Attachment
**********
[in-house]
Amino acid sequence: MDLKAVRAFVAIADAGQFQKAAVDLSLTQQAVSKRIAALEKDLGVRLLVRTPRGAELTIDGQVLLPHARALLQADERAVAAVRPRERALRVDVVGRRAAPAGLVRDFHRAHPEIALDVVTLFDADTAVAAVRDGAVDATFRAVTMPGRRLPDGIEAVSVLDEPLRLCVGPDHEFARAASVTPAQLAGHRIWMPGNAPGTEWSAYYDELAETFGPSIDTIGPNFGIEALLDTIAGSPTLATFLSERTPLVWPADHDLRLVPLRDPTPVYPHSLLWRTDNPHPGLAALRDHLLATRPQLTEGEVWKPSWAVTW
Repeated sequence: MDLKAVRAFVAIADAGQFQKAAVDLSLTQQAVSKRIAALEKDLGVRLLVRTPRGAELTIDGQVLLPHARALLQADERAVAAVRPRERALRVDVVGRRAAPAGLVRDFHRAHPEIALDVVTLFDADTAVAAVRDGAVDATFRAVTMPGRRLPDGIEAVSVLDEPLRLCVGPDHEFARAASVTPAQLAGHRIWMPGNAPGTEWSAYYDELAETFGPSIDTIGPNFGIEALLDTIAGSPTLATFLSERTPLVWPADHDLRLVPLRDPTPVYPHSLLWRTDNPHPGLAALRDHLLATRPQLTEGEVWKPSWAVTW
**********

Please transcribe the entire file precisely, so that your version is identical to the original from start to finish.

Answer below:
[in-house]
Amino acid sequence: MDLKAVRAFVAIADAGQFQKAAVDLSLTQQAVSKRIAALEKDLGVRLLVRTPRGAELTIDGQVLLPHARALLQADERAVAAVRPRERALRVDVVGRRAAPAGLVRDFHRAHPEIALDVVTLFDADTAVAAVRDGAVDATFRAVTMPGRRLPDGIEAVSVLDEPLRLCVGPDHEFARAASVTPAQLAGHRIWMPGNAPGTEWSAYYDELAETFGPSIDTIGPNFGIEALLDTIAGSPTLATFLSERTPLVWPADHDLRLVPLRDPTPVYPHSLLWRTDNPHPGLAALRDHLLATRPQLTEGEVWKPSWAVTW
Repeated sequence: MDLKAVRAFVAIADAGQFQKAAVDLSLTQQAVSKRIAALEKDLGVRLLVRTPRGAELTIDGQVLLPHARALLQADERAVAAVRPRERALRVDVVGRRAAPAGLVRDFHRAHPEIALDVVTLFDADTAVAAVRDGAVDATFRAVTMPGRRLPDGIEAVSVLDEPLRLCVGPDHEFARAASVTPAQLAGHRIWMPGNAPGTEWSAYYDELAETFGPSIDTIGPNFGIEALLDTIAGSPTLATFLSERTPLVWPADHDLRLVPLRDPTPVYPHSLLWRTDNPHPGLAALRDHLLATRPQLTEGEVWKPSWAVTW